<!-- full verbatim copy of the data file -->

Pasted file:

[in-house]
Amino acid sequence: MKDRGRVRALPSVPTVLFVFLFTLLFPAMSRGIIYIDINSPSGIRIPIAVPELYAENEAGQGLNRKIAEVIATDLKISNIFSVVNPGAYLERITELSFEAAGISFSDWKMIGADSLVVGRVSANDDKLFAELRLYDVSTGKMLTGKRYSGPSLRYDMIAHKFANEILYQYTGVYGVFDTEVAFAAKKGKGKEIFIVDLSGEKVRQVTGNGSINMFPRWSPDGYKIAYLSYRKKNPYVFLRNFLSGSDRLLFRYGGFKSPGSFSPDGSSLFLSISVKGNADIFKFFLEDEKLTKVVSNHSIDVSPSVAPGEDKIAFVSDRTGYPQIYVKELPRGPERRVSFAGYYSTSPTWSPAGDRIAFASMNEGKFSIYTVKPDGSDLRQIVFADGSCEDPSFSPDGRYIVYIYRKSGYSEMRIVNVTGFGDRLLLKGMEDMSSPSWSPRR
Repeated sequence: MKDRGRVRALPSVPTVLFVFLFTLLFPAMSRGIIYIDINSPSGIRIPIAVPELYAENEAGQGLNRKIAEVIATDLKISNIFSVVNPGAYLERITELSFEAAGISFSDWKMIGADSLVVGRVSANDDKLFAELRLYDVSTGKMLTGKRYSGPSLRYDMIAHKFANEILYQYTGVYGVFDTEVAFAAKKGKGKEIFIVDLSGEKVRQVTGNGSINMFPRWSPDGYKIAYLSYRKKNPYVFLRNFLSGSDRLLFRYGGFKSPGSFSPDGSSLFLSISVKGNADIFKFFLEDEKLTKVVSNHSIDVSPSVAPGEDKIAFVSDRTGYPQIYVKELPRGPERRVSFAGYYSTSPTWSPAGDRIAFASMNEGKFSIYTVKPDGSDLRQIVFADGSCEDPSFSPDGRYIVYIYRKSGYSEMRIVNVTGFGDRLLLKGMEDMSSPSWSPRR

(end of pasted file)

[in-house]
Amino acid sequence: MKDRGRVRALPSVPTVLFVFLFTLLFPAMSRGIIYIDINSPSGIRIPIAVPELYAENEAGQGLNRKIAEVIATDLKISNIFSVVNPGAYLERITELSFEAAGISFSDWKMIGADSLVVGRVSANDDKLFAELRLYDVSTGKMLTGKRYSGPSLRYDMIAHKFANEILYQYTGVYGVFDTEVAFAAKKGKGKEIFIVDLSGEKVRQVTGNGSINMFPRWSPDGYKIAYLSYRKKNPYVFLRNFLSGSDRLLFRYGGFKSPGSFSPDGSSLFLSISVKGNADIFKFFLEDEKLTKVVSNHSIDVSPSVAPGEDKIAFVSDRTGYPQIYVKELPRGPERRVSFAGYYSTSPTWSPAGDRIAFASMNEGKFSIYTVKPDGSDLRQIVFADGSCEDPSFSPDGRYIVYIYRKSGYSEMRIVNVTGFGDRLLLKGMEDMSSPSWSPRR
Repeated sequence: MKDRGRVRALPSVPTVLFVFLFTLLFPAMSRGIIYIDINSPSGIRIPIAVPELYAENEAGQGLNRKIAEVIATDLKISNIFSVVNPGAYLERITELSFEAAGISFSDWKMIGADSLVVGRVSANDDKLFAELRLYDVSTGKMLTGKRYSGPSLRYDMIAHKFANEILYQYTGVYGVFDTEVAFAAKKGKGKEIFIVDLSGEKVRQVTGNGSINMFPRWSPDGYKIAYLSYRKKNPYVFLRNFLSGSDRLLFRYGGFKSPGSFSPDGSSLFLSISVKGNADIFKFFLEDEKLTKVVSNHSIDVSPSVAPGEDKIAFVSDRTGYPQIYVKELPRGPERRVSFAGYYSTSPTWSPAGDRIAFASMNEGKFSIYTVKPDGSDLRQIVFADGSCEDPSFSPDGRYIVYIYRKSGYSEMRIVNVTGFGDRLLLKGMEDMSSPSWSPRR